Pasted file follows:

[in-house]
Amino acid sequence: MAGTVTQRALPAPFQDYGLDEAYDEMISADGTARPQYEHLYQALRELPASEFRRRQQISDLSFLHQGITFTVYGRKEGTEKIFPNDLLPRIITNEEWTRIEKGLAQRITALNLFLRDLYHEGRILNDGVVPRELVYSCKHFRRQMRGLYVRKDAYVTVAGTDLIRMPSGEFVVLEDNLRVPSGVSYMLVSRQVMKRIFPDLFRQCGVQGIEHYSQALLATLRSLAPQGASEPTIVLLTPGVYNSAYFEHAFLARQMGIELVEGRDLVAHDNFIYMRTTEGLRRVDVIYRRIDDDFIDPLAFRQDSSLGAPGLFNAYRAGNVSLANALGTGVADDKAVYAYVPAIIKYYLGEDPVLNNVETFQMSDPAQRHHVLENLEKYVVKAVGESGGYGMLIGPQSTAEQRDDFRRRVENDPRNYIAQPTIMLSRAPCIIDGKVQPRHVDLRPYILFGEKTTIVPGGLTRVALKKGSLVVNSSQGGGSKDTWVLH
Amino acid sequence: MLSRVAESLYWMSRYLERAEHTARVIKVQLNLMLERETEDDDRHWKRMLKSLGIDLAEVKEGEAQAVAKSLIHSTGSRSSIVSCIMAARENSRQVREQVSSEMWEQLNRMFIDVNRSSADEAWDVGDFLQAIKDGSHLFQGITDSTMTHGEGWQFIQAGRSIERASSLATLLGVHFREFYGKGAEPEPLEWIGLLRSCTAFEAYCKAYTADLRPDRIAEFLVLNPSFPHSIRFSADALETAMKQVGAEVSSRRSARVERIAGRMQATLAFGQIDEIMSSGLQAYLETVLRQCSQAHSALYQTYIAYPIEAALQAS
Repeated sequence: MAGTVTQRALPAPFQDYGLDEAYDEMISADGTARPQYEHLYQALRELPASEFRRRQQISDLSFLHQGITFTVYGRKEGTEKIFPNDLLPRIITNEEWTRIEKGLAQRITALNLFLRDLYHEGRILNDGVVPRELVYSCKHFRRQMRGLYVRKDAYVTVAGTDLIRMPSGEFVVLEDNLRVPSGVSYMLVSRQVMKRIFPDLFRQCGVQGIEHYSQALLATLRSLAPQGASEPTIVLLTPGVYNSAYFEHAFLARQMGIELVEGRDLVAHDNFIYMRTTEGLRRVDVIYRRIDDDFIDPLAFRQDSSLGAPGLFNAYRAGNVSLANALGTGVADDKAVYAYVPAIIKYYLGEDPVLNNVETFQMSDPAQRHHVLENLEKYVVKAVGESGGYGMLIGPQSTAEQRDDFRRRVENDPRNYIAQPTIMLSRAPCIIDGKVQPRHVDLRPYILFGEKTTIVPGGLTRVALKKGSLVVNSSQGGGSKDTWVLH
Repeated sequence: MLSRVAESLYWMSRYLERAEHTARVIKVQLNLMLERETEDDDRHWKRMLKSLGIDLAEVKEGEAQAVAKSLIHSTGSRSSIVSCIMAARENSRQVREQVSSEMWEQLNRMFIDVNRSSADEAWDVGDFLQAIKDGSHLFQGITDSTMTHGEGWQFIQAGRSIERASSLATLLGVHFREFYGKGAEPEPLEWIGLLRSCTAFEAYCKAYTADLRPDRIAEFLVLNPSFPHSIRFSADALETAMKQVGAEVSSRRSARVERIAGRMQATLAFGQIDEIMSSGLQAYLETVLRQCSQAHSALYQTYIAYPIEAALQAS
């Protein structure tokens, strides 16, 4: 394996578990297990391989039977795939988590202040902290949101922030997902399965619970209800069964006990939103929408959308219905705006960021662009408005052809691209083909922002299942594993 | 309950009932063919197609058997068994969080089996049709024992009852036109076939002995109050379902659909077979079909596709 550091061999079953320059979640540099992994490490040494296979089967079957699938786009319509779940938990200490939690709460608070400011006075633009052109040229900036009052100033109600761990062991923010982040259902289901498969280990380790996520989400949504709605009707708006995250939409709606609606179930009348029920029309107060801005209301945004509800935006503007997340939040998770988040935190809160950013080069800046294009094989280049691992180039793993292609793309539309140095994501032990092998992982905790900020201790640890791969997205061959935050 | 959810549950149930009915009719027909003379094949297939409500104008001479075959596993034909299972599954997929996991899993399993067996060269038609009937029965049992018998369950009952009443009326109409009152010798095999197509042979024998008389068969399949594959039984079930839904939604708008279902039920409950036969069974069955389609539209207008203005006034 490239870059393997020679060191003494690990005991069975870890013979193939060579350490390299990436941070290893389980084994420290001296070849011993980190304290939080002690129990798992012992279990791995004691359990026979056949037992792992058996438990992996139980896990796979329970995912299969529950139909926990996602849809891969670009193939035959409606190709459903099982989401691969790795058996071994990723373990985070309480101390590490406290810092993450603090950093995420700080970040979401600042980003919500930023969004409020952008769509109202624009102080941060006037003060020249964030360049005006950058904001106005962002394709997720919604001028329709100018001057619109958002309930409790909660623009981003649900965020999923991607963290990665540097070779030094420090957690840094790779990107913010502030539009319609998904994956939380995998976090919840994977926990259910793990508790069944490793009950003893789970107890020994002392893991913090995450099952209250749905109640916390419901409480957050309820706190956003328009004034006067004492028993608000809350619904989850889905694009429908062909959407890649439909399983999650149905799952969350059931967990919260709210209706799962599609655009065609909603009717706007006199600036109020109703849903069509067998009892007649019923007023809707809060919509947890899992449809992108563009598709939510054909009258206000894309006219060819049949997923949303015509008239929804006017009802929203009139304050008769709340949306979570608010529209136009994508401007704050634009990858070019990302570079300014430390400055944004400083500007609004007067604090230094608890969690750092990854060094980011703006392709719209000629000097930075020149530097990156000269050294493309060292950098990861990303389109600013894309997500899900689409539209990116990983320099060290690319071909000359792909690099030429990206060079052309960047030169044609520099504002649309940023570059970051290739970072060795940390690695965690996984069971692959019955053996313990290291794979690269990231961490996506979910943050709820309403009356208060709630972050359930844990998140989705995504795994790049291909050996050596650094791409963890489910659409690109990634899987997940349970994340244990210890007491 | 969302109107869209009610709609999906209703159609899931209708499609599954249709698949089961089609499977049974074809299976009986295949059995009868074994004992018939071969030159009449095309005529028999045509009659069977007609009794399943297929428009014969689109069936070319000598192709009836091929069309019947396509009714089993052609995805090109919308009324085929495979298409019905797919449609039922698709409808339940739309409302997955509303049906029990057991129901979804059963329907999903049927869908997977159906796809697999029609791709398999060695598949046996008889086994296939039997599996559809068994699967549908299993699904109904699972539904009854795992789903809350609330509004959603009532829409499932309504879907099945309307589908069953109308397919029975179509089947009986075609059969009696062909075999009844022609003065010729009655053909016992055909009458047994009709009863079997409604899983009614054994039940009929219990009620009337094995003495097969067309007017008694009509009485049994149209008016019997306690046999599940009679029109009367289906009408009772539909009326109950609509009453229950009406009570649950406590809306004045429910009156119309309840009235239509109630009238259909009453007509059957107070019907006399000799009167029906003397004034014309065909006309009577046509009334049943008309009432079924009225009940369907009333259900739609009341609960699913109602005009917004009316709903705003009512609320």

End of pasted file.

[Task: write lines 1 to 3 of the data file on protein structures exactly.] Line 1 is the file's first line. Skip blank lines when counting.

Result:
[in-house]
Amino acid sequence: MAGTVTQRALPAPFQDYGLDEAYDEMISADGTARPQYEHLYQALRELPASEFRRRQQISDLSFLHQGITFTVYGRKEGTEKIFPNDLLPRIITNEEWTRIEKGLAQRITALNLFLRDLYHEGRILNDGVVPRELVYSCKHFRRQMRGLYVRKDAYVTVAGTDLIRMPSGEFVVLEDNLRVPSGVSYMLVSRQVMKRIFPDLFRQCGVQGIEHYSQALLATLRSLAPQGASEPTIVLLTPGVYNSAYFEHAFLARQMGIELVEGRDLVAHDNFIYMRTTEGLRRVDVIYRRIDDDFIDPLAFRQDSSLGAPGLFNAYRAGNVSLANALGTGVADDKAVYAYVPAIIKYYLGEDPVLNNVETFQMSDPAQRHHVLENLEKYVVKAVGESGGYGMLIGPQSTAEQRDDFRRRVENDPRNYIAQPTIMLSRAPCIIDGKVQPRHVDLRPYILFGEKTTIVPGGLTRVALKKGSLVVNSSQGGGSKDTWVLH
Amino acid sequence: MLSRVAESLYWMSRYLERAEHTARVIKVQLNLMLERETEDDDRHWKRMLKSLGIDLAEVKEGEAQAVAKSLIHSTGSRSSIVSCIMAARENSRQVREQVSSEMWEQLNRMFIDVNRSSADEAWDVGDFLQAIKDGSHLFQGITDSTMTHGEGWQFIQAGRSIERASSLATLLGVHFREFYGKGAEPEPLEWIGLLRSCTAFEAYCKAYTADLRPDRIAEFLVLNPSFPHSIRFSADALETAMKQVGAEVSSRRSARVERIAGRMQATLAFGQIDEIMSSGLQAYLETVLRQCSQAHSALYQTYIAYPIEAALQAS